Photos by Michelle Davies | The Journal Gazette Brittney Bressler, playing Frankenstein's creature, strangles Zach Hunnicutt, playing Victor Frankenstein, while Vince Rainelli, playing Igor looks on as part of IPFW's upcoming production of “Frankenstein: An Act of Creation.”
Hunnicutt checks out the contents of a bucket as Rainelli watches.
Friday, October 06, 2017 1:00 am
'An Act of Creation': IPFW devises Frankenstein story
If you go
What: “Frankenstein: An Act of Creation”
When: 8 p.m. today, Saturday and Oct. 12, 13 and 14; 2 p.m. Sunday
Where: Williams Theatre, IPFW, 2101 E. Coliseum Blvd.
Admission: $16 adults; $14 seniors; $5 for IPFW students, high school students and children younger than 18; $12 other college students; 481-6555, IPFW box office or IPFW.edu/tickets
The title of IPFW's new production, “Frankenstein: An Act of Creation,” doesn't just refer to the titular creature.
The production itself is a devised piece, which is a relatively new way of looking at theater not often seen in Fort Wayne, says director Jeff Casazza.
“It's a way of generating material as opposed to starting with a play,” he says.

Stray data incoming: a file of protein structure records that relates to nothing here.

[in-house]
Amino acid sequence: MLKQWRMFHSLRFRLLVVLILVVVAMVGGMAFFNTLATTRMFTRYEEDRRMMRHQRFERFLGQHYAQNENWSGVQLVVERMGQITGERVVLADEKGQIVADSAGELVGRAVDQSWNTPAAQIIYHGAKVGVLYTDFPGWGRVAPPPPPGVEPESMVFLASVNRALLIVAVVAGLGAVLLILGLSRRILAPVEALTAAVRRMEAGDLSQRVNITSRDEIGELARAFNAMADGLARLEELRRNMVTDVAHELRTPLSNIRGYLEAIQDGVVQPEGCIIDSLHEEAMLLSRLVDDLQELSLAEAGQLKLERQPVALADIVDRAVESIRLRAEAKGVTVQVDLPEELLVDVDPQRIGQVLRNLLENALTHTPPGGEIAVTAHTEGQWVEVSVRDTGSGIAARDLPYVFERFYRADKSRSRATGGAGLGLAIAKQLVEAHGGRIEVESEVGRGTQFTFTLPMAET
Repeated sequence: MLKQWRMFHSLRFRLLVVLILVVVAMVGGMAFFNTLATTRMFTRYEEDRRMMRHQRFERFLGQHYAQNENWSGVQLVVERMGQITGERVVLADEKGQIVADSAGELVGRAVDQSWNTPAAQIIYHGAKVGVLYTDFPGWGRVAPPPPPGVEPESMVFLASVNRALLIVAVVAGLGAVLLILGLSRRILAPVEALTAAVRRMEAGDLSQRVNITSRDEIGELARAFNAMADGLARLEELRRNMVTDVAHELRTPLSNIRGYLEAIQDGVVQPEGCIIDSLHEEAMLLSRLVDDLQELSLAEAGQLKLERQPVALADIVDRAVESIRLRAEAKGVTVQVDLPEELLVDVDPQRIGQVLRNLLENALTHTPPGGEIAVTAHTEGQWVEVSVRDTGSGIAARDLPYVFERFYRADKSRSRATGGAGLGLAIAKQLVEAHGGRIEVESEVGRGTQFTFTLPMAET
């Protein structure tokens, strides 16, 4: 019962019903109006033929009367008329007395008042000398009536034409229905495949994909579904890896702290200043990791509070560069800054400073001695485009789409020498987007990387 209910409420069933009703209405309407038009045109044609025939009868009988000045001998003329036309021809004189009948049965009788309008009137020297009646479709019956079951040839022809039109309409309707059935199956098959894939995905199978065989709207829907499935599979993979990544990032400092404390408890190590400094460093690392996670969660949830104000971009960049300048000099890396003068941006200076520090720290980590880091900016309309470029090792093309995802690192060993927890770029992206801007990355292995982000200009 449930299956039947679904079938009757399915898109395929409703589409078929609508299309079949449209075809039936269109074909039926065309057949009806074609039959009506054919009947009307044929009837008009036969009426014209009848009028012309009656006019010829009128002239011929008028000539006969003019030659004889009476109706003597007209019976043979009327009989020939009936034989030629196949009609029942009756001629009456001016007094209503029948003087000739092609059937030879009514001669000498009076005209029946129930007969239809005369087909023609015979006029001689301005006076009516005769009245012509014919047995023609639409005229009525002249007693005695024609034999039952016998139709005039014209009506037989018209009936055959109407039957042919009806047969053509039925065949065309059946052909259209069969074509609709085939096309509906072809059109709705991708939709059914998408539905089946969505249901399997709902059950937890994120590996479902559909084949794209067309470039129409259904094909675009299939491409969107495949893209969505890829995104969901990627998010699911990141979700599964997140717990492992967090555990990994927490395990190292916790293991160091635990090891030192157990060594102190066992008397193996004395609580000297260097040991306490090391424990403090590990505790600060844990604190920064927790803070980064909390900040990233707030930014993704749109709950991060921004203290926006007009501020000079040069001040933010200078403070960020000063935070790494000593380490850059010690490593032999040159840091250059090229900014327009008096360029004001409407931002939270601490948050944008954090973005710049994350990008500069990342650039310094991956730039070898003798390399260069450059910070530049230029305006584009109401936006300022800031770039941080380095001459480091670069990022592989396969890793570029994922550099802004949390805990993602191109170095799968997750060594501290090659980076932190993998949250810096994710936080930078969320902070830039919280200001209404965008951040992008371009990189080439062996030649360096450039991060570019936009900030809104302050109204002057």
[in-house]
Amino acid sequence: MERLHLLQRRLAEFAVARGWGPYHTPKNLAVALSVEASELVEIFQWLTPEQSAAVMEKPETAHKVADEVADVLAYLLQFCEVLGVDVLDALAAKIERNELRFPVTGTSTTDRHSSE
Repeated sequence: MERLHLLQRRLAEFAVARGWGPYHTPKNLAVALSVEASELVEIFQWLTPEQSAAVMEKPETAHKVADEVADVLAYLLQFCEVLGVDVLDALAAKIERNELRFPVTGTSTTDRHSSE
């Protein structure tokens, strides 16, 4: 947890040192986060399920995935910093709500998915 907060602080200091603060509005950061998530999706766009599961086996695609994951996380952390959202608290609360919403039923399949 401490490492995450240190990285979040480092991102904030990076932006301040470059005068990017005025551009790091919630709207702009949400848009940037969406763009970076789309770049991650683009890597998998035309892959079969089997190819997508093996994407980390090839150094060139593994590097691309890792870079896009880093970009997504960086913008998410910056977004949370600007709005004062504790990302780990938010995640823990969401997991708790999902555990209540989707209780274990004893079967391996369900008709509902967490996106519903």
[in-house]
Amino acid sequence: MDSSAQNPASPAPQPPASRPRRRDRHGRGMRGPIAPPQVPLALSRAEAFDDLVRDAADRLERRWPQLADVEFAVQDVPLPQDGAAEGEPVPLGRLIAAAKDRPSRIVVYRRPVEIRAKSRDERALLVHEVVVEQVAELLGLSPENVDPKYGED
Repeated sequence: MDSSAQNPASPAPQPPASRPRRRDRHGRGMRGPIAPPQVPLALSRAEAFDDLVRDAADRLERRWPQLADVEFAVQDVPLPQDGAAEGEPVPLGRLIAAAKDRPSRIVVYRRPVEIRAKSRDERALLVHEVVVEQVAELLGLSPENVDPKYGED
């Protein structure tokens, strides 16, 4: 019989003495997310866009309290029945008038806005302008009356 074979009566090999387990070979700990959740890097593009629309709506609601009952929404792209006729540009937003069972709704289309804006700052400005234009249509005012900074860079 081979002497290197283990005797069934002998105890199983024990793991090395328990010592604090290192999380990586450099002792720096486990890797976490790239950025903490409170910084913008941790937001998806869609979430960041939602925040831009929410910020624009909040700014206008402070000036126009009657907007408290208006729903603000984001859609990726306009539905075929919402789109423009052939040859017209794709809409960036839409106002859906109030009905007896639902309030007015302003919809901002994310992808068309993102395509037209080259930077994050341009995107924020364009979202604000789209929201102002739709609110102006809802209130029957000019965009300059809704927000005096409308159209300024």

Using Mary Shelley's “Frankenstein” as a jumping-off point, more than 60 people – including the show's cast and crew – were involved in the devising of the production. Everything from dialog to sets and props were worked out in a process that took weeks.
Groups would break off to work on scenes, improvising and experimenting. When something came together that would work for the show, it went into an outline and eventually to the final script.
“When we're inspiring each other, I think magnificent or magical things start to happen,” Casazza says. “So it's been a very exciting process for me.”
It's a process Casazza has been involved in as an actor, but never as a director, which is a goal he had in mind. For many years, the IPFW associate professor has also been thinking about the “Frankenstein” story as a framework for a larger question, “What is the responsibility of the creator to the created?”
In the story, Victor Frankenstein abandons his creature shortly after giving it life. It must learn to fend for itself, sometimes with dire consequences. About two-thirds of “An Act of Creation” explores the Frankenstein story, but the production expands outward to examine the idea of creation in many forms.
“We're exploring basically the creation of the universe through the end of time,” Casazza says with a laugh. “In 90 minutes!”
– Corey McMaken, The Journal Gazette